Interview with Cindy Pierce

Cindy Pierce

Cindy and her husband Bruce Lingelbach run Pierce’s Inn in Etna, New Hampshire, where they do most of the housekeeping, maintenance, and cooking. Their children are 9, 11, and 13. Cindy also speaks on college campuses about healthy attitudes toward sex, and does one-woman shows in New England about parenting, sex, and keeping it all balanced. She is the co-author of Finding the Doorbell: Sexual Satisfaction for the Long Haul.

Cindy Pierce, speaks about accepting messiness, parental guilt, the value of family meetings, and the joys of being a “righteous imperfectionist”

Q:  You’re juggling a lot.

A:  I go from making beds to skiing with kids to jumping on a plane or scrubbing pots and cooking to reading with kids to stepping on stage. It can be tough when I can see a pot boiling over a few yards behind one of my kid’s crying and needing to process an emotional moment. Or I can feel the dirty toilets calling us when we are out throwing the football. It can get sloppy, but we are able to let a lot go to survive.

Q:  What do you let go of?

A:  One thing we loosened up on was our own housecleaning. As innkeepers who clean toilets, we weren’t too interested in scrubbing our own after doing ten at the Inn. So the kids have taken on that chore. Other overwhelmed guilty moms used to admire how I juggled it all so gracefully:  “How do you do it? You own an inn, you are a mom of three, you speak, you wrote a book and you keep it all together.”  Hah! I used to give a tour of our less than tidy family bathroom, our cluttered office/mudroom, and our bedroom (living out of laundry baskets). The Martha Stewart wanna-be’s would almost weep with gratitude. I could have charged Continue reading

Interview with Len Schlesinger

Len Schlesinger

Len Schlesinger is the President of Babson College. Prior to that, he was Vice Chairman and COO of Limited Brands, and Executive Vice President and COO at Au Bon Pain. He was also a professor of business administration at Harvard Business School for 20 years. He is the author or co-author of ten business books.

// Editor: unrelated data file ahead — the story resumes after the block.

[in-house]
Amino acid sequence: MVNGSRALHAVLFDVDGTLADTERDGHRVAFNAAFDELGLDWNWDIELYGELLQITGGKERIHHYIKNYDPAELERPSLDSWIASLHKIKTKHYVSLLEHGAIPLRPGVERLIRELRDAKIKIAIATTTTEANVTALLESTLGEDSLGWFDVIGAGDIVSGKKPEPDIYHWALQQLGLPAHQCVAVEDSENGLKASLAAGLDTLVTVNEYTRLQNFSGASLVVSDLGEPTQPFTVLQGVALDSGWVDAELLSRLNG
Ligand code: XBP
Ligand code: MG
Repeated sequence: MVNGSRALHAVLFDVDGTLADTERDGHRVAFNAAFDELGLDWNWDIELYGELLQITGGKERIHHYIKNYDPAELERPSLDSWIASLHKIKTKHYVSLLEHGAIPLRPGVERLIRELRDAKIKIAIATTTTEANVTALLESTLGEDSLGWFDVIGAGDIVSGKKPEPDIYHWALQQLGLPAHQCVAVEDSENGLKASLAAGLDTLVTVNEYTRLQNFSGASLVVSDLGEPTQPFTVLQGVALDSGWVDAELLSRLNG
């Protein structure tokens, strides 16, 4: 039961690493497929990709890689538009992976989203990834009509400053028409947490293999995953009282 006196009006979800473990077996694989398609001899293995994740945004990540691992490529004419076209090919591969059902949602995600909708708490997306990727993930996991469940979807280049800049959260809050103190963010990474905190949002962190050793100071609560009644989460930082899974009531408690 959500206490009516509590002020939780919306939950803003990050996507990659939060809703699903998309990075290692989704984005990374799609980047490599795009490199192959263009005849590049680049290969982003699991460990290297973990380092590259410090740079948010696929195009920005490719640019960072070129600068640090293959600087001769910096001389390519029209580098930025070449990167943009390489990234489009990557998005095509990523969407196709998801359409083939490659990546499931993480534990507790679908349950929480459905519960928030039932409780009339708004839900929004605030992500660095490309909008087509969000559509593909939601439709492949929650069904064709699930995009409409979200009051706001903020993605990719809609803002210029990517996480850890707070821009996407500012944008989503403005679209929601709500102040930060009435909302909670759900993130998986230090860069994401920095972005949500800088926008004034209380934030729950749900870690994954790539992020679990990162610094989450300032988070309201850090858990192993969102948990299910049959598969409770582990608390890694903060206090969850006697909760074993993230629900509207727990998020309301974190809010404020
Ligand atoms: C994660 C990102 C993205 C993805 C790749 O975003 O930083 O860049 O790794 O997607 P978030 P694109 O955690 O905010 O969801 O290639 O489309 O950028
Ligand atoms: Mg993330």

Len Schlesinger on the greatest misconception about entrepreneurship; what entrepreneurs often don’t take into account; the one rule he and his wife have; the notion of “acceptable loss”, and why work-life balance is not realistically achievable. 

Q:  Why do you think that the effects of an entrepreneurial business on families is not a topic addressed in business schools?

AIt’s a topic that gets discussed in panels and forums, at meals and coffee breaks, and at   EO and YPO meetings–but it never comes up inside the classroom.  From an academic standpoint, there’s been no systematic data collection related to this topic, so faculty don’t have much to offer about it. By putting this topic out there in your articles and your book, you are legitimizing more public conversation around it.

Q:  What do you think is the greatest misconception about entrepreneurship and families?

A:  What is most naïve about our discussions of entrepreneurship is that it is defined as a solo activity.  In reality, it isn’t.  There are key relationships–partners, family, and friends.  The notion that it is just Continue reading

Interview with Eileen Fisher

Eileen Fisher

Eileen Fisher is the founder and Chief Creative Officer of Eileen Fisher, a line of relaxed but elegant women’s clothing and accessories. Eileen founded her company in 1984. She has 900 employees, with 54 stores in 18 states. She has two college-aged children.

Eileen Fisher on keeping priorities straight; on finding balance with her work; on what “quality time” really means; on the distinction between passion and addiction, and why business is like love.

Q:  Why do you think there’s not more discussion about the intersection of work and family?

A: Entrepreneurs aren’t asked these questions.  There’s this driven-ness, this hyper-focus.  If you’d asked me these kinds of questions 15 years ago they would have overwhelmed me. I was so in the thick of it.

Q:  You didn’t have time to stop and consider how the business was affecting your family?

A:  For me the business was such a passion, such an obsession.  There was so much good in it.  It drove me, it was exciting, fun, happening, like a wild horse pulling me. I couldn’t get off. Continue reading

Check out my new website!

I’ll be featuring weekly-ish interviews with entrepreneurs, about the ways in which their work and family lives intersect–and often collide. My first posting is a fascinating exchange with clothing designer Eileen Fisher.  Enjoy!